The Community Gardens receives donated bread from Hovey & Harrison in Edwards, and usually, the bread is fresh-baked that day.
Casey Russell |

How to give back

The Community Market is always looking for volunteers, and many who stock the shelves and help around the warehouse are also customers. Here’s how you can get involved.

  • Volunteer. Head to and navigate to the Community Market’s homepage. Click the “How You Can Help” button on the right-hand side to see a full schedule of upcoming opportunities. No pre-orientation is required to participate. Just sign up online and head down to the market.
  • Donate. The market accepts cash donations at its main warehouse and at its mobile locations, and it also takes online payment through the Eagle Valley Community Foundation website and mailed checks. At the top of, click the green “Donate” button and follow the prompts. Note that there is no direct option to donate to the Community Market, but that’s where funds will go because the foundation’s other programs are already fully funded. Scroll past the prompts to find the foundation’s mailing address, if a check is your preferred payment method. Liken said that donations help Market buy fresh produce, which costs on average $0.85/lb. On average, customers take 10 pounds of food per family, so a $10 donation feeds a whole family fresh produce.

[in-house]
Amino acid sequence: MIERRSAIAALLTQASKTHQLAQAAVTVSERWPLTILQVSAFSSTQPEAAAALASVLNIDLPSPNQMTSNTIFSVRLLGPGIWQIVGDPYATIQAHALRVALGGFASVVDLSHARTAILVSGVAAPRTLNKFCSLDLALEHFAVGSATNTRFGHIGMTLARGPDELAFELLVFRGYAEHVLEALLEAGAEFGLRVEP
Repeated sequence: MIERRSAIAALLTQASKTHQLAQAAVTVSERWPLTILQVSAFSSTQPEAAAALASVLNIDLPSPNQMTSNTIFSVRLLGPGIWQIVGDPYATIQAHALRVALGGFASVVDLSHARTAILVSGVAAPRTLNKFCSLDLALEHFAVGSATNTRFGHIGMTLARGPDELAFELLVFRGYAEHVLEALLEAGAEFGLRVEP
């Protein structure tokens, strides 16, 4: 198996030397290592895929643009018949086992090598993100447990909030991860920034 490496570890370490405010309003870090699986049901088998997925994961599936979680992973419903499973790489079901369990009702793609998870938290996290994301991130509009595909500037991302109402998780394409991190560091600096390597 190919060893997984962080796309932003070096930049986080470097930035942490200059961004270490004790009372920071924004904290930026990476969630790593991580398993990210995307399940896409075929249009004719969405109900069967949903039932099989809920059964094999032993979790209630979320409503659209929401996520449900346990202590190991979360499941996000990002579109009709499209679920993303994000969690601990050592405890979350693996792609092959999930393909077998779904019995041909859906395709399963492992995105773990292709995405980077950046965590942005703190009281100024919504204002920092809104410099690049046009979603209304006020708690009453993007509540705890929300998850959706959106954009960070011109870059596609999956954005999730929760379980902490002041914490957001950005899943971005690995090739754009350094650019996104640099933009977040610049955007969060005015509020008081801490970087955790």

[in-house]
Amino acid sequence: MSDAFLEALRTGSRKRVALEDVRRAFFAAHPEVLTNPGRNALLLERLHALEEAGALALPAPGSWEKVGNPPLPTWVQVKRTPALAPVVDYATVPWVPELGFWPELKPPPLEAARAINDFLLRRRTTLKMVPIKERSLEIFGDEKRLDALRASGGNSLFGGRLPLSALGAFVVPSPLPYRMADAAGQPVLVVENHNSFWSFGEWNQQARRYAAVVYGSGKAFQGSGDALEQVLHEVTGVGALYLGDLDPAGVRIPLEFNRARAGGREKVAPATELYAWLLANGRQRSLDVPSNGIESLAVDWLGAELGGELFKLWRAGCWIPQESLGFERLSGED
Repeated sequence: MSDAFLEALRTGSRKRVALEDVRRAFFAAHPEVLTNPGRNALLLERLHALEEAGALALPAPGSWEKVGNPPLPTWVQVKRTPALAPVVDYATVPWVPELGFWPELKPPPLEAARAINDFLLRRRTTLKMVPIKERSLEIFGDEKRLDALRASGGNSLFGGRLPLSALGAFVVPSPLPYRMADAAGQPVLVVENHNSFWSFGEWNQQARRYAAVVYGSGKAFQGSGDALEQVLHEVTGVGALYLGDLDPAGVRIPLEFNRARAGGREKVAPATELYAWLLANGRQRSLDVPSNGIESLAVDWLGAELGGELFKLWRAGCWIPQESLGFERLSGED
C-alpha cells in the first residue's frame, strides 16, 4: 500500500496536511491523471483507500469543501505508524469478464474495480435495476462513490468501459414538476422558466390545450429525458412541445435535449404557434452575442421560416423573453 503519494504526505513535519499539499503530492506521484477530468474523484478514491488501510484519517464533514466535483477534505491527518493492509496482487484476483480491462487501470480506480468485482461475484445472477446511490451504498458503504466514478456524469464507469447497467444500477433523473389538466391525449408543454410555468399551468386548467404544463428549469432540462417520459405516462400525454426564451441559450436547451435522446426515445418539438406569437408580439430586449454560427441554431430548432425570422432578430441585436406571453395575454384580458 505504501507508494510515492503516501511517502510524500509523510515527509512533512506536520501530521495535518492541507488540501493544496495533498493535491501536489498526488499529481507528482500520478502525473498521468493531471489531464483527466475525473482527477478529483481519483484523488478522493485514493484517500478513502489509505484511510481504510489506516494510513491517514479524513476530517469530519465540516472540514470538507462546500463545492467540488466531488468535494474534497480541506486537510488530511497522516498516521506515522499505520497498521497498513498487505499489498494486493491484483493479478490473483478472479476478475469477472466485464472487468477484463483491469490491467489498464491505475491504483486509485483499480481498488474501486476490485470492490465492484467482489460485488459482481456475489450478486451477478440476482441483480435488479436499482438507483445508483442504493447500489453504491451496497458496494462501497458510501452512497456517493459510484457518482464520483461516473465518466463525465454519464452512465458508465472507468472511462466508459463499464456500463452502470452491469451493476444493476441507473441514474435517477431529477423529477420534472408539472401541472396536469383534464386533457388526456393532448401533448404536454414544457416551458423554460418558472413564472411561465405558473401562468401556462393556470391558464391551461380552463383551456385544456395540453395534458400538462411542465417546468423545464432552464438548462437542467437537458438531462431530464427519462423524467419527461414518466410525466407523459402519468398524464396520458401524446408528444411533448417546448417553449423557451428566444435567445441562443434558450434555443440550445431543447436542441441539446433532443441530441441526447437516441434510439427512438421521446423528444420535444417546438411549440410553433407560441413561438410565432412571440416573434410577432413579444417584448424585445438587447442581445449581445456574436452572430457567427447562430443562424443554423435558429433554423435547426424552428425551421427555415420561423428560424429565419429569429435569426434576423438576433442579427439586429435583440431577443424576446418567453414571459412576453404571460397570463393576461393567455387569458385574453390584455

• Spread the word. Let friends know the market’s goal, follow the market on social media and be an ambassador for the market.